The overall aim of delivering an oral health training to care workers of people with disabilities and assessing its outcomes was achieved during our project. Some interesting findings from the study included an overall significant improvement of care worker test scores following the oral health training, pre-training test scores predicting the HU-DBI results, highly positive feedback towards the training, and partial implementation of toothbrushing one month following training completion.

Across the study population, the median improvement in test scores was 17.6% (median gain of 3 points), which indicates that contrary to what we presumed, most care workers had previous knowledge about basic oral health concepts. The carers’ baseline oral health knowledge did not impact the learning effect as no correlation between pre- and post-training test scores was found. The post-training test median was 17 (IQR = 1), showing that most care workers scored the maximum possible following the training day, reflecting a gain in knowledge, the relative simplicity of the test and the test evaluating content presented during the training.

Our results indicated that care workers with greater knowledge about oral health at baseline scored higher in items evaluating personal oral health behaviours (HU-DBI). This finding supports the importance of building knowledge about oral health for inducing behaviour change among care workers [30]. Trainees reported in their feedback that the oral health training increased their confidence and positive attitudes for implementing oral health to their everyday job, factors considered essential for lifelong learning [31]. The overall highly positive training feedback, ranging from 90,9 to 100% agreement for various statements, must be interpreted with caution as Burkina Faso is a high context culture with a hierarchical and collectivistic society based on Hofstede’s framework [32]. This may play a significant role in care workers’ willingness to offer constructive feedback to training facilitators [33]. Avoiding giving direct negative feedback about the training might be due to it being impolite and potentially overly critical in societies like Burkina Faso. This may lead to challenges in understanding how care workers truly perceived the training and what could have been done better.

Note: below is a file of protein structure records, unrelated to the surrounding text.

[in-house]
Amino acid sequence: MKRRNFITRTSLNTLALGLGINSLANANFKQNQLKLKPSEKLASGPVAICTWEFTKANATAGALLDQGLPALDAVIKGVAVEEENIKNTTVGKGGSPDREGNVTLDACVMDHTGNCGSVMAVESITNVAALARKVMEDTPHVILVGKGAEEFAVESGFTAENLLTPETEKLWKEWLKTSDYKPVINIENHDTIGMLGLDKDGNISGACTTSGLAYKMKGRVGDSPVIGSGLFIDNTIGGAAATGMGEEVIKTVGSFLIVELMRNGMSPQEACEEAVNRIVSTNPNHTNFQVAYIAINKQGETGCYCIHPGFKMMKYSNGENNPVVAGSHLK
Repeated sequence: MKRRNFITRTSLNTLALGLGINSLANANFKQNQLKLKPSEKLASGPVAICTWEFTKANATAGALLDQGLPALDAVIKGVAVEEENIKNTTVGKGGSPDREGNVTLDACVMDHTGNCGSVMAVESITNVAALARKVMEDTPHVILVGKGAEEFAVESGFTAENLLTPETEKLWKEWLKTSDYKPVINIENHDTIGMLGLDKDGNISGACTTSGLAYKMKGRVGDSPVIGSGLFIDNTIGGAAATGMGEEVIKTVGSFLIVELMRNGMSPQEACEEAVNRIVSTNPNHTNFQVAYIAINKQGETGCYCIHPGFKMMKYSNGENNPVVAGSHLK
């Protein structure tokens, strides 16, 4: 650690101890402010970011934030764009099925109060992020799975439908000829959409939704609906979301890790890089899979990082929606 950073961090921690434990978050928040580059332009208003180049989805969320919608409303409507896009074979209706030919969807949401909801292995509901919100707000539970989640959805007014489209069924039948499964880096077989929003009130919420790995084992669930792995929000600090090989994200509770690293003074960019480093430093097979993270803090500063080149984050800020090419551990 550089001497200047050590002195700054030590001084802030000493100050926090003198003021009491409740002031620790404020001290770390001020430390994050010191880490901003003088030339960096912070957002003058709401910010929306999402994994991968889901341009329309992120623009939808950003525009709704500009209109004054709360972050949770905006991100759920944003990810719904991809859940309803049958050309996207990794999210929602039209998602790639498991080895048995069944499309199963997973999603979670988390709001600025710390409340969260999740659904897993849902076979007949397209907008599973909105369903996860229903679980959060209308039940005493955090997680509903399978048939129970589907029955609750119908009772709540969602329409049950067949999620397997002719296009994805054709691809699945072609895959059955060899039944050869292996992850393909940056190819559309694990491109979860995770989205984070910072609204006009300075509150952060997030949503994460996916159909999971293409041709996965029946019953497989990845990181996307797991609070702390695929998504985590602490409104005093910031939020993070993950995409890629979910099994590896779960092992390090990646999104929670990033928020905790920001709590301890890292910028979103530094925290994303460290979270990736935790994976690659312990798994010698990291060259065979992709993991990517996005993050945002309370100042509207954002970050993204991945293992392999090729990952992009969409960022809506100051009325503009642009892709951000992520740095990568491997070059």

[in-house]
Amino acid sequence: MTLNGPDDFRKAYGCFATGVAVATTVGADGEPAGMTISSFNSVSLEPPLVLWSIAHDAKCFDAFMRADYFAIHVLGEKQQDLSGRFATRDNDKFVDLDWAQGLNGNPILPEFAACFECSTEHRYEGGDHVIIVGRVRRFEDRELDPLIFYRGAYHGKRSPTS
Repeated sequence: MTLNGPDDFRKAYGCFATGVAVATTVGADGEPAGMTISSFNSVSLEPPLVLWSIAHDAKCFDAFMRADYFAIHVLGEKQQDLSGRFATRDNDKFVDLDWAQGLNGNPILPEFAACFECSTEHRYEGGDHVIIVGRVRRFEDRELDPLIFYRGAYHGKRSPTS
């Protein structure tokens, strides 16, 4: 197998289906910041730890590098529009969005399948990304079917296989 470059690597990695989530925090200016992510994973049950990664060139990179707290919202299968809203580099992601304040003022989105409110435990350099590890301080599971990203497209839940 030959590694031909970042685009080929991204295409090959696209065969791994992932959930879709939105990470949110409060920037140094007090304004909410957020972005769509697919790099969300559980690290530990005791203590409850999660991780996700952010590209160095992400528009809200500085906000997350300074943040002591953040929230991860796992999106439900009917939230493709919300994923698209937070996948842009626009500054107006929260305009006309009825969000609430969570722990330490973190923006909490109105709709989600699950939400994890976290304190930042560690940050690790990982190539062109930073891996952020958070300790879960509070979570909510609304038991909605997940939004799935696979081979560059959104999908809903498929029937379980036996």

The perceived impact oral diseases have on the well-being of people with disabilities showed that more than 60% of care workers witness sometimes or often the impacts of bad oral health on their dependents. Several care workers and coordinators mentioned that they see a need for dental check-ups to be organised for the disabled people in their centres. Organizing regularly such oral health trainings could enhance care workers’ abilities to identify oral issues, actively work towards reducing dental problems among persons with disabilities, and educate their parents about the importance of oral care and encourage them to seek timely dental treatment [34,35,36].

The final level of our Kirkpatrick evaluation targeted toothbrushing implementation one month after the completion of oral health trainings. We observed 3 centres conducting daily toothbrushing despite all care workers having stated during formative interviews that after the training they intend to start with regular toothbrushing [17]. There are multiple potential reasons for why all centres had not implemented brushing. Based on literature about barriers and enablers of sustainable school-based toothbrushing, organisational, staff-, parent- and child-level factors come into play [37]. Most relevant to the context of this study might be a lack of time to introduce toothbrushing as a regular daily activity with children, a lack of staff to supervise brushing (also mentioned in training feedback forms) and a lack of staff buy-in to start taking care of the oral health of their dependents [38,39,40]. Understanding these underlying factors would need follow-up evaluations to be conducted in combination with implementation support activities. We identified in our stakeholder survey an interest from the university’s dental department to increase opportunities for their students to work with people with disabilities. The local universities could carry a leading role in conducting these follow-up evaluations by further engaging dental students in training and research activities where they can interact with disabled individuals for improving their oral health.